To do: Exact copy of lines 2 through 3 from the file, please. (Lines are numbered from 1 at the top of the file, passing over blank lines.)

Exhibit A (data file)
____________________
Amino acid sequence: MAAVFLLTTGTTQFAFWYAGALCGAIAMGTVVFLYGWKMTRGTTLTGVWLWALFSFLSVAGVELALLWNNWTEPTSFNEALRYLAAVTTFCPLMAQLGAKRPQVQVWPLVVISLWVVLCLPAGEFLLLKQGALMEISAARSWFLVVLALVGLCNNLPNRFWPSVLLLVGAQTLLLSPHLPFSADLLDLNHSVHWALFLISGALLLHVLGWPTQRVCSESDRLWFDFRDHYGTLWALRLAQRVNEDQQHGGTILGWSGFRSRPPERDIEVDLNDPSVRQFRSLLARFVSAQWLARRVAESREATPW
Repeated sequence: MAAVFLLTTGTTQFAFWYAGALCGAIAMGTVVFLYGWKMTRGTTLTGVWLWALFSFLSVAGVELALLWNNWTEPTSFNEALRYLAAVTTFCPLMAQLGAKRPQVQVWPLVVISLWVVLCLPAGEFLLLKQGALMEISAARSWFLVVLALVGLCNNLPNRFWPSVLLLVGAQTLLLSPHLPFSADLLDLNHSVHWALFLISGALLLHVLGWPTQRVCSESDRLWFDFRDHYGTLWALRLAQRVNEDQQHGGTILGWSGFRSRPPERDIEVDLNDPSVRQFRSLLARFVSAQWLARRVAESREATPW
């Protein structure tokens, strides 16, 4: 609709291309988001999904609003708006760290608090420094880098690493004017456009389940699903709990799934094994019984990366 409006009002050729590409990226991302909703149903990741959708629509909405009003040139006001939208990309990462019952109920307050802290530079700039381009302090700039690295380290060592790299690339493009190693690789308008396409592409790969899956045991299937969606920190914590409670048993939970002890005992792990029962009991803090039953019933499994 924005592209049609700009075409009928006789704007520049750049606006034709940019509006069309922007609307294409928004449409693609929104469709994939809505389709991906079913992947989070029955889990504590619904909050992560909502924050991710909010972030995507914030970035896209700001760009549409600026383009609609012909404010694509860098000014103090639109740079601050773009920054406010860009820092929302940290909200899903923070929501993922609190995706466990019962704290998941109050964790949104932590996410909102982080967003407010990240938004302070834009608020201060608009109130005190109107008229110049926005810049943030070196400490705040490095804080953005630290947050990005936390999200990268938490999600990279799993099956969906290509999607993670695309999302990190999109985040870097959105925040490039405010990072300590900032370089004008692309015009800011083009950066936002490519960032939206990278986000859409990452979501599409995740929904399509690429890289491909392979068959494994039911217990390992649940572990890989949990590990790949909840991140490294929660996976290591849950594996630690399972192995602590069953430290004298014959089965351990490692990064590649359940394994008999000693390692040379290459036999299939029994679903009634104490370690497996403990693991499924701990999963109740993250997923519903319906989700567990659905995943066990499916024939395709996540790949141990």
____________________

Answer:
Repeated sequence: MAAVFLLTTGTTQFAFWYAGALCGAIAMGTVVFLYGWKMTRGTTLTGVWLWALFSFLSVAGVELALLWNNWTEPTSFNEALRYLAAVTTFCPLMAQLGAKRPQVQVWPLVVISLWVVLCLPAGEFLLLKQGALMEISAARSWFLVVLALVGLCNNLPNRFWPSVLLLVGAQTLLLSPHLPFSADLLDLNHSVHWALFLISGALLLHVLGWPTQRVCSESDRLWFDFRDHYGTLWALRLAQRVNEDQQHGGTILGWSGFRSRPPERDIEVDLNDPSVRQFRSLLARFVSAQWLARRVAESREATPW
């Protein structure tokens, strides 16, 4: 609709291309988001999904609003708006760290608090420094880098690493004017456009389940699903709990799934094994019984990366 409006009002050729590409990226991302909703149903990741959708629509909405009003040139006001939208990309990462019952109920307050802290530079700039381009302090700039690295380290060592790299690339493009190693690789308008396409592409790969899956045991299937969606920190914590409670048993939970002890005992792990029962009991803090039953019933499994 924005592209049609700009075409009928006789704007520049750049606006034709940019509006069309922007609307294409928004449409693609929104469709994939809505389709991906079913992947989070029955889990504590619904909050992560909502924050991710909010972030995507914030970035896209700001760009549409600026383009609609012909404010694509860098000014103090639109740079601050773009920054406010860009820092929302940290909200899903923070929501993922609190995706466990019962704290998941109050964790949104932590996410909102982080967003407010990240938004302070834009608020201060608009109130005190109107008229110049926005810049943030070196400490705040490095804080953005630290947050990005936390999200990268938490999600990279799993099956969906290509999607993670695309999302990190999109985040870097959105925040490039405010990072300590900032370089004008692309015009800011083009950066936002490519960032939206990278986000859409990452979501599409995740929904399509690429890289491909392979068959494994039911217990390992649940572990890989949990590990790949909840991140490294929660996976290591849950594996630690399972192995602590069953430290004298014959089965351990490692990064590649359940394994008999000693390692040379290459036999299939029994679903009634104490370690497996403990693991499924701990999963109740993250997923519903319906989700567990659905995943066990499916024939395709996540790949141990």